SPEA : Standing the Test of Time 

Editorial TeamNicholas Kernan
Editorial Team Nicholas Kernan - Project Manager

The story of Luciano Bonaria and his company SPEA – set up in the 1970s, today it stands proud as a go-to partner for vital electronic equipment testing.


There are literally billions and billions of devices that require electricity to run. 

From smartphones and vehicle components to home applicances and military equipment, we rely on electronic goods every hour of every day. 

Since 2013, annual global electricity consumption has surpassed 20,000 terawatt-hours, more than double the yearly usage recorded at the end of the 1980s. 

Be it growing populations or human innovation, there are many factors which explain the exponential rise in power consumption and the number of electronic products produced and used around the world – and one consequence of this is that the need for reliable, rapid and abundant equipment testing has never been more important. 

Luciano Bonaria knew this when he set up SPEA in Torino, Italy, in 1976. 

Today the firm stands as a leading producer of automatic test equipment (ATE) with clients all over the world from a raft of industries, including automotive, consumer, industrial, health and military, to name but a few. 

Bonaria still serves proudly as CEO, a venture which even he admits was not on the agenda when he was working for GE’s mainframe computer division as a test and design engineer in the early 1970s. 

“Back then in my 20s I was happily employed,” he recalls. “I conceived and developed very complex ATE for the mainframe computer boards, including a highly sophisticated and advanced memory tester for chips, boards and modules. 

“Before then, in 1968, I was working for Olivetti and conceived and developed the testers for the boards of the first PC in the world, just invented by the company. 

“Olivetti was growing into electronics, office and banking machines, and they had to test single board power supplies in high volumes. I was inspired to start my own company by the fact that Olivetti needed such testing capability, and by 1976 I was sure I could offer them a superior solution not available on the market. 

“This type of ATE I was developing was not on the market – in-circuit testers were only available for analogue and mixed signal boards, not including power components. So, I suddenly decided to start my own company to produce ATE for the market, and that was the beginning of SPEA.”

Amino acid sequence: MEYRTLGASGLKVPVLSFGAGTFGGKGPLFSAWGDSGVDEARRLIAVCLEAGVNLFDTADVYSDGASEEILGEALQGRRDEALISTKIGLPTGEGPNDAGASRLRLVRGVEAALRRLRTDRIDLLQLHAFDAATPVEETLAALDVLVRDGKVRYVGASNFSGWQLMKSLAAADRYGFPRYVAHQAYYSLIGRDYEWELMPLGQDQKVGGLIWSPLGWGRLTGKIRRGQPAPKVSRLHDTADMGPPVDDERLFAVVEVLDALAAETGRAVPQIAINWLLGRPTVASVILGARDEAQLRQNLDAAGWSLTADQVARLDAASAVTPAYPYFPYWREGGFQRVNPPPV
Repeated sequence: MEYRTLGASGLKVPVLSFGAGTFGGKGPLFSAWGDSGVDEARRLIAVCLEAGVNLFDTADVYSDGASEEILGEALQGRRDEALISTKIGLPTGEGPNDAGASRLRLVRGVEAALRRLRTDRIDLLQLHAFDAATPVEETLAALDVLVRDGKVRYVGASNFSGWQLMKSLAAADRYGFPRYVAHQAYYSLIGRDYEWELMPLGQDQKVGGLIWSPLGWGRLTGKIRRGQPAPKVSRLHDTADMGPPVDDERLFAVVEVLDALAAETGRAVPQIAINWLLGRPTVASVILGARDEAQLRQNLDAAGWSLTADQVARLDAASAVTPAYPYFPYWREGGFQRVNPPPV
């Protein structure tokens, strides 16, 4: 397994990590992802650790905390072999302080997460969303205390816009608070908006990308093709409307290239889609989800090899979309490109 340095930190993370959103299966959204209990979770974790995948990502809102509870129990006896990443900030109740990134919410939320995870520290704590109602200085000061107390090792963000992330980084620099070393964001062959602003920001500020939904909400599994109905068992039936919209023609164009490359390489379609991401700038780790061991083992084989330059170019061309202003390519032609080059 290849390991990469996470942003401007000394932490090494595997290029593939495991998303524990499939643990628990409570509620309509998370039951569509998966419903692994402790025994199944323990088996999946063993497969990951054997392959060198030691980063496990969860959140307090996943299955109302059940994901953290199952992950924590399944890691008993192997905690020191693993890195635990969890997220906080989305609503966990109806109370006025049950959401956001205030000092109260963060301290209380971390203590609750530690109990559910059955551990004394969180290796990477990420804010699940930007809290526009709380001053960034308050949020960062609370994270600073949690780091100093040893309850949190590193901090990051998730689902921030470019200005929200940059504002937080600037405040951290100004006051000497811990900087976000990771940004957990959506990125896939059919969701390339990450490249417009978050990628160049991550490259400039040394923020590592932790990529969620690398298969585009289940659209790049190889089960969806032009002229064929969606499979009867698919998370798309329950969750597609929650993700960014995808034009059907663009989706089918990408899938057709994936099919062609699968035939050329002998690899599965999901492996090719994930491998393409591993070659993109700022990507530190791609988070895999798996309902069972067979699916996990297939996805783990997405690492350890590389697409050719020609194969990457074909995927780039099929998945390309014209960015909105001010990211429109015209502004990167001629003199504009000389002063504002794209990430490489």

One customer soon became several as the company expanded into the rest of Italy and Germany in the early 1980s, this being a particularly receptive market to Bonaria’s pioneering testing invention – not only is it able to detect every fault, it is also tangibly faster than any alternative. 


Some 44 years on, now aged 72, and Bonaria still carries the same passion and level of enthusiasm for the company as he did on day one, his innovations still the cornerstone of electronic equipment testing today.  

He has learned many a lesson as the company developed over the decades, not least in dealing with difficult geopolitical situations and ensuring that customers and employees are taken care of. 

Gradually SPEA’s remit increased into producing testing equipment for a variety of industries, a recent addition being the microelectronics field, an arena which the CEO describes as particularly exciting and fast-moving, making agility and speed to market an imperative for the company. 

Indeed, SPEA’s development has been defined by its ability to react faster than others, a feature which enables it to stand tall and boast an unrivalled portfolio. 

“Still today the SPEA in-circuit testers have many advantages in fault detection capability over the closest competition, due to the superior test methods and test techniques required to test electronics, also including power components,” Bonaria says. 

“We have a strong reputation for making the highest throughput testers available on the market, for both electronic, semiconductor and MEMS and sensor devices. One SPEA tester typically does the job of two or three testers from other manufacturers.